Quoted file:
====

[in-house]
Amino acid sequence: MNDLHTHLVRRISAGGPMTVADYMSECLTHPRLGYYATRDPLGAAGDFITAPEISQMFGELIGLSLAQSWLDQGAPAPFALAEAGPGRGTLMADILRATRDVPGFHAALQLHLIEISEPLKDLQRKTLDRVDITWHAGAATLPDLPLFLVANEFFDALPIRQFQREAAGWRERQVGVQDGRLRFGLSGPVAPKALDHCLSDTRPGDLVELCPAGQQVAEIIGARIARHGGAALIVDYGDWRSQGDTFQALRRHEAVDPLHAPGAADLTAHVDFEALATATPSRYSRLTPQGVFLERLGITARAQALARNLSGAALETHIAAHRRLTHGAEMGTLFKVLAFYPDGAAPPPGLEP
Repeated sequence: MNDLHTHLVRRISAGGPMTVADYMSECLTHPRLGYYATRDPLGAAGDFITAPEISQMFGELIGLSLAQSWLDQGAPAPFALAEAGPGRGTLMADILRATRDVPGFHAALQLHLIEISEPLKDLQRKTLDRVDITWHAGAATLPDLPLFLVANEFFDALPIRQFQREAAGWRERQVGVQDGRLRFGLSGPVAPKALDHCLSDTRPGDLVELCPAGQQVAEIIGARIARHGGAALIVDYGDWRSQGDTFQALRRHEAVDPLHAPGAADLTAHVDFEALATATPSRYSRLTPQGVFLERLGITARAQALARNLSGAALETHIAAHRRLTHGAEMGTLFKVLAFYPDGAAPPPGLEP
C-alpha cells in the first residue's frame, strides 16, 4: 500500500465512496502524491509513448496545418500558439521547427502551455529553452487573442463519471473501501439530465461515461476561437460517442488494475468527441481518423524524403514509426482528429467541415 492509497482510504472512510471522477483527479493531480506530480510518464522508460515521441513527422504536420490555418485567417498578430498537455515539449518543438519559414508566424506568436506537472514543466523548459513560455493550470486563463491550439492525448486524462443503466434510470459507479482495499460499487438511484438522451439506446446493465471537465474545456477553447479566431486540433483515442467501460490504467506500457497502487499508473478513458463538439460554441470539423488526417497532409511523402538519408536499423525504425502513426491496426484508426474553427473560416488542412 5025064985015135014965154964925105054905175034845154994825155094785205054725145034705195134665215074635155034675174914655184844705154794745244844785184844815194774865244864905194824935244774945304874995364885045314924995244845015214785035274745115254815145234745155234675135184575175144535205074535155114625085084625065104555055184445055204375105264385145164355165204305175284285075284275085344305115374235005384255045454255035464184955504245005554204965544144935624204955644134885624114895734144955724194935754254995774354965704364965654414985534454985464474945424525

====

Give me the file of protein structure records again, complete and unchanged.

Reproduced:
[in-house]
Amino acid sequence: MNDLHTHLVRRISAGGPMTVADYMSECLTHPRLGYYATRDPLGAAGDFITAPEISQMFGELIGLSLAQSWLDQGAPAPFALAEAGPGRGTLMADILRATRDVPGFHAALQLHLIEISEPLKDLQRKTLDRVDITWHAGAATLPDLPLFLVANEFFDALPIRQFQREAAGWRERQVGVQDGRLRFGLSGPVAPKALDHCLSDTRPGDLVELCPAGQQVAEIIGARIARHGGAALIVDYGDWRSQGDTFQALRRHEAVDPLHAPGAADLTAHVDFEALATATPSRYSRLTPQGVFLERLGITARAQALARNLSGAALETHIAAHRRLTHGAEMGTLFKVLAFYPDGAAPPPGLEP
Repeated sequence: MNDLHTHLVRRISAGGPMTVADYMSECLTHPRLGYYATRDPLGAAGDFITAPEISQMFGELIGLSLAQSWLDQGAPAPFALAEAGPGRGTLMADILRATRDVPGFHAALQLHLIEISEPLKDLQRKTLDRVDITWHAGAATLPDLPLFLVANEFFDALPIRQFQREAAGWRERQVGVQDGRLRFGLSGPVAPKALDHCLSDTRPGDLVELCPAGQQVAEIIGARIARHGGAALIVDYGDWRSQGDTFQALRRHEAVDPLHAPGAADLTAHVDFEALATATPSRYSRLTPQGVFLERLGITARAQALARNLSGAALETHIAAHRRLTHGAEMGTLFKVLAFYPDGAAPPPGLEP
C-alpha cells in the first residue's frame, strides 16, 4: 500500500465512496502524491509513448496545418500558439521547427502551455529553452487573442463519471473501501439530465461515461476561437460517442488494475468527441481518423524524403514509426482528429467541415 492509497482510504472512510471522477483527479493531480506530480510518464522508460515521441513527422504536420490555418485567417498578430498537455515539449518543438519559414508566424506568436506537472514543466523548459513560455493550470486563463491550439492525448486524462443503466434510470459507479482495499460499487438511484438522451439506446446493465471537465474545456477553447479566431486540433483515442467501460490504467506500457497502487499508473478513458463538439460554441470539423488526417497532409511523402538519408536499423525504425502513426491496426484508426474553427473560416488542412 5025064985015135014965154964925105054905175034845154994825155094785205054725145034705195134665215074635155034675174914655184844705154794745244844785184844815194774865244864905194824935244774945304874995364885045314924995244845015214785035274745115254815145234745155234675135184575175144535205074535155114625085084625065104555055184445055204375105264385145164355165204305175284285075284275085344305115374235005384255045454255035464184955504245005554204965544144935624204955644134885624114895734144955724194935754254995774354965704364965654414985534454985464474945424525